Decentralizing Urban Policy: Case Studies in Community Development

By Paul R. Dommel; John Stuart Hall et al. | Go to book overview

CHAPTER THREE
Phoenix, Arizona

JOHN STUART HALL

From the ashes of the past shall arise a new civilization. The Phoenix bird of ancient mythology means resurrection and I suggest this new settlement be named Phoenix.

-- Darrell Duppa, credited with naming Phoenix in 1881.

BY ANY STANDARDS Phoenix is one of America's newest cities. More than 80 percent of its current housing stock has been constructed since 1950 to accommodate a dramatic increase in population from about 107,000 in 1950 to 669,000 in 1975. This growth has paralleled the city's phenomenal areal expansion from 17.1 square miles to 276 square miles.1 More than $100 million of commercial home loan activity took place in the city in 1976, and local contractors complained of inadequate material and supplies to meet the current housing demand.2 The city's spectacular growth accounts for the tendency of local realtors and prospective home buyers to categorize houses as "new-used" and "old-used." All are becoming harder to acquire. In more than one case entire housing subdivisions have been sold before the first unit was constructed.

There is substantial room for growth within city limits and good reason to expect continued economic development. The city's population density of 2,423 per square mile in 1975 was low compared not only with such per-square-mile extremes as Manhattan (67,808) and Philadelphia (15,164), but also with the most well-known example of urban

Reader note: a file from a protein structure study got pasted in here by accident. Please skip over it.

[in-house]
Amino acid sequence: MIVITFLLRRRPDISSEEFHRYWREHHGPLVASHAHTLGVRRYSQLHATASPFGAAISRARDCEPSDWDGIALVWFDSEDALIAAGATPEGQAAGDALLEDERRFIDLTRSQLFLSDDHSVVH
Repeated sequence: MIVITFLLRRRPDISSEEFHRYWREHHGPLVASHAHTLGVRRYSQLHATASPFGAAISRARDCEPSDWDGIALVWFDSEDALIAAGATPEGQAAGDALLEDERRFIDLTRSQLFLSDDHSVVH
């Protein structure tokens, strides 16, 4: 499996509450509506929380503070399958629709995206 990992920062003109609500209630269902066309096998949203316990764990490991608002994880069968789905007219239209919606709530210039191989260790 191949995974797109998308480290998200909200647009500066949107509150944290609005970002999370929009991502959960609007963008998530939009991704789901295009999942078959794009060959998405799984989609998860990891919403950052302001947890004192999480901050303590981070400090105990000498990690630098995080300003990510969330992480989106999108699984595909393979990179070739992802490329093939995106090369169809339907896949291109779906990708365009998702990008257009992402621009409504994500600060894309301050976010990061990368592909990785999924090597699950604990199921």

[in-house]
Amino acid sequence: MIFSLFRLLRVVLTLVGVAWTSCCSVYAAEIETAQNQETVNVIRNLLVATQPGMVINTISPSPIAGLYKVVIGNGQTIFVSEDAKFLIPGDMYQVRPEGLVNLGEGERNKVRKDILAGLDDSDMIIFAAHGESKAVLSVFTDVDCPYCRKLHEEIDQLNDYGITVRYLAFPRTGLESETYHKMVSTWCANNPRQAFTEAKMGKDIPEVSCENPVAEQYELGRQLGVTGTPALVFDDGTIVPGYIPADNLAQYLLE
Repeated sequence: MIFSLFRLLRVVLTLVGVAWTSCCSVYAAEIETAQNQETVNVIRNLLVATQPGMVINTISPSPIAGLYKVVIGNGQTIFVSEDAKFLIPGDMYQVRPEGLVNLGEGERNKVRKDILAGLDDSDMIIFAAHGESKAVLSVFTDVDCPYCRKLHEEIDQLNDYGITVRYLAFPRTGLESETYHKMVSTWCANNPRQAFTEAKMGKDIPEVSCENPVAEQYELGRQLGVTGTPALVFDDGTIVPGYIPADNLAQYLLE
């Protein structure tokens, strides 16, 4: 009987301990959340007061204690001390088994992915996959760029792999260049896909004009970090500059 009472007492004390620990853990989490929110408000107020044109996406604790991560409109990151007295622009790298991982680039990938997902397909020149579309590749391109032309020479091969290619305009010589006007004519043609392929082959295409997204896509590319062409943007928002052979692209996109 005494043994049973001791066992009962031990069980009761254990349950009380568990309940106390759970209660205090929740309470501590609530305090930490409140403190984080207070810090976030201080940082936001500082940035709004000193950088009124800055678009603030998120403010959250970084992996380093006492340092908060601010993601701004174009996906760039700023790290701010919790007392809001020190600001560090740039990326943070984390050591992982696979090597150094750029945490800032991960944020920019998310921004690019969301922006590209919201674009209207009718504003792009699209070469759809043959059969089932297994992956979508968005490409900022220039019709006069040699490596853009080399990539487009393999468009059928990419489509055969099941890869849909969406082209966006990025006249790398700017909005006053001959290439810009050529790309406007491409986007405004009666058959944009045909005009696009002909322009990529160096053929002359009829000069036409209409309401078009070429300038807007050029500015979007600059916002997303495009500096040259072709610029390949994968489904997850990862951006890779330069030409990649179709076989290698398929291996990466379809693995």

____________________
1
Valley National Bank, Arizona Statistical Review ( Phoenix: The Bank, 1976), p. 10. These data are used to reflect the city's characteristics at the time the community development block grant program started.
2
This is a minimum estimate based on home loan disclosure data obtained from local lending institutions. Data are incomplete or unavailable from three major lending institutions. For a discussion, see John S. Hall and Richard A. Eribes, "Politics of Housing Finance: Patterns of Investment and Hardship in Phoenix," paper presented at the Annual Conference of the Western Political Science Association, Los Angeles, March 16-18, 1978.

-47-

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Decentralizing Urban Policy: Case Studies in Community Development
Table of contents

Table of contents

  • Title Page iii
  • Foreword vii
  • Contents ix
  • Chapter One - Introduction 1
  • Chapter Two - Legislating and Implementing a Block Grant 13
  • Conclusion 45
  • Chapter Three - Phoenix, Arizona 47
  • Conclusion 79
  • Chapter Four - Houston, Texas 84
  • Chapter Five - Chicago, Illinois 120
  • Chapter Seven - Carbondale, Illinois 195
  • Conclusion 220
  • Chapter Eight the Process and Its Outcomes 223
  • Conclusion 240
  • Chapter Nine Decentralization: A Moving Target 243
  • Index 265
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